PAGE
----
As GBSN have not been able to run the groups for almost six months, we are having some update training sessions from the Breastfeeding Counsellors.
This week we are looking at attachment and positioning, as we are all aware this is one of the most important parts of your breastfeeding journey.
So as I have been reading up I thought I would share with you.
Let’s start at the beginning with how we hold our babies, the age-old hold is tummy to tummy with the baby’s nose resting next to the nipple. This is a good starting point, you could also use the biological nurturing position of being laid back with your baby on your chest.
When latching your baby on the head should be nice and free, so they can help move into the right position.
When tummy to tummy, hold your baby around their neck giving your baby the opportunity to tilt their head.
Nose should be close to your nipple so they can smell your milk. The bottom lip should be resting on your breast, and the top lip brushing the nipple.
Next you need your baby to open its mouth as wide as possible (like a large yawn) with the baby’s tongue sticking out.
When this happens you can push your baby on to the nipple, with a mouth full of breast tissue, and the nose clear.
A good sign of a great latch and positioning are a large mouthful of breast, chin touching the breast underneath, no pain on the nipple, and nice long sucks, with swallowing in between. You know your baby has had a good latch because they will drop off when they are finished, in a milk drunk state.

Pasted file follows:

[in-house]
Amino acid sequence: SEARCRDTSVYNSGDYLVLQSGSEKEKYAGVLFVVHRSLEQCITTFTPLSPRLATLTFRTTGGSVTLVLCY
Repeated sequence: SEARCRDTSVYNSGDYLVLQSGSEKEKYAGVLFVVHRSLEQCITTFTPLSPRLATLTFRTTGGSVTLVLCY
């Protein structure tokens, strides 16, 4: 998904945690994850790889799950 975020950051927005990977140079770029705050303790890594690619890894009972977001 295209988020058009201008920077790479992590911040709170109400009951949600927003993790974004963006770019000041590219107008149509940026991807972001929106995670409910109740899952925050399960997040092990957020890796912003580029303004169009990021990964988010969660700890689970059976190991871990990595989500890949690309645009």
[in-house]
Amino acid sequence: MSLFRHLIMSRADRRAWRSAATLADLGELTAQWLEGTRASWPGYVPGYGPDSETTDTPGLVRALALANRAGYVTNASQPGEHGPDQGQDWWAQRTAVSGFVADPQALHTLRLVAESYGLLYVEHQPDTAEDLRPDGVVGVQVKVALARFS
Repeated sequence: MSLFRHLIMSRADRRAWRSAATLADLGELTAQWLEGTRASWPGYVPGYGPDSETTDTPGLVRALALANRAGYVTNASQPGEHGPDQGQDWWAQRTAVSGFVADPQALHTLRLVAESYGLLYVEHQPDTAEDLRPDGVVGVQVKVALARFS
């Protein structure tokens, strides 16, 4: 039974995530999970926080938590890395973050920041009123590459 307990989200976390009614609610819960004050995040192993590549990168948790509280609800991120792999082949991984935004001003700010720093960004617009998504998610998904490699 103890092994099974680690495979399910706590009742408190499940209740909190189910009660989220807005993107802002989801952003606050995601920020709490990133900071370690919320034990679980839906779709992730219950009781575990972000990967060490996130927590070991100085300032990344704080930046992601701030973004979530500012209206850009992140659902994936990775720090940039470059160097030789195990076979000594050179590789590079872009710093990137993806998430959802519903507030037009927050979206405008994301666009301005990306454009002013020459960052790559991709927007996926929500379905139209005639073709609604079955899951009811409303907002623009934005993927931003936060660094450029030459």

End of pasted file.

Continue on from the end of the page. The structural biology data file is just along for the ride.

Other great signs of a good attachment and positioning are weight gain after two weeks from birth. It’s not unusual for babies to lose weight to start with, but within two weeks you would want your baby to start gaining weight.
And obviously there should be plenty of wet nappies – again during those first few days you may only get two to three wet nappies, then up to six after the first 48 hours.
In the first week your baby should poo two times in the first three days, and this will look like tar, this is called the meconium. After the 3rd day you would expect greenish poos, and by the end of the first week they should look like mustard.
If this is not happening your baby is not getting enough milk to flush their system out.
UNICEF have a great online leaflet on the benefits of breastfeeding, with some lovely pictures showing how the latch should look.
Starting your breastfeeding journey well will mean you are more like to succeed in breastfeeding your baby. There are so many positives to this. For the baby they are receiving the perfect milk for them full of nutrients and immune busting goodness.
For the mother it is a great way to help protect yourself from ovarian and breast cancer in the long run.
It is also free, whereas formula is likely to cost you about fifty pounds a month!!
I know partners often feel a bit left out at the beginning as they are unable to feed the baby. but at this early stage they take a big role in the success of breastfeeding. With the right support at home you are more likely to breastfeed your baby.
Your partner can still bond with the baby through lots of cuddles, bathing them and helping mum with the household and the other children if you have more than one.
If you’re not feeling like you have a good latch, why not book a 1-2-1 session with one of our Breastfeeding Counsellors?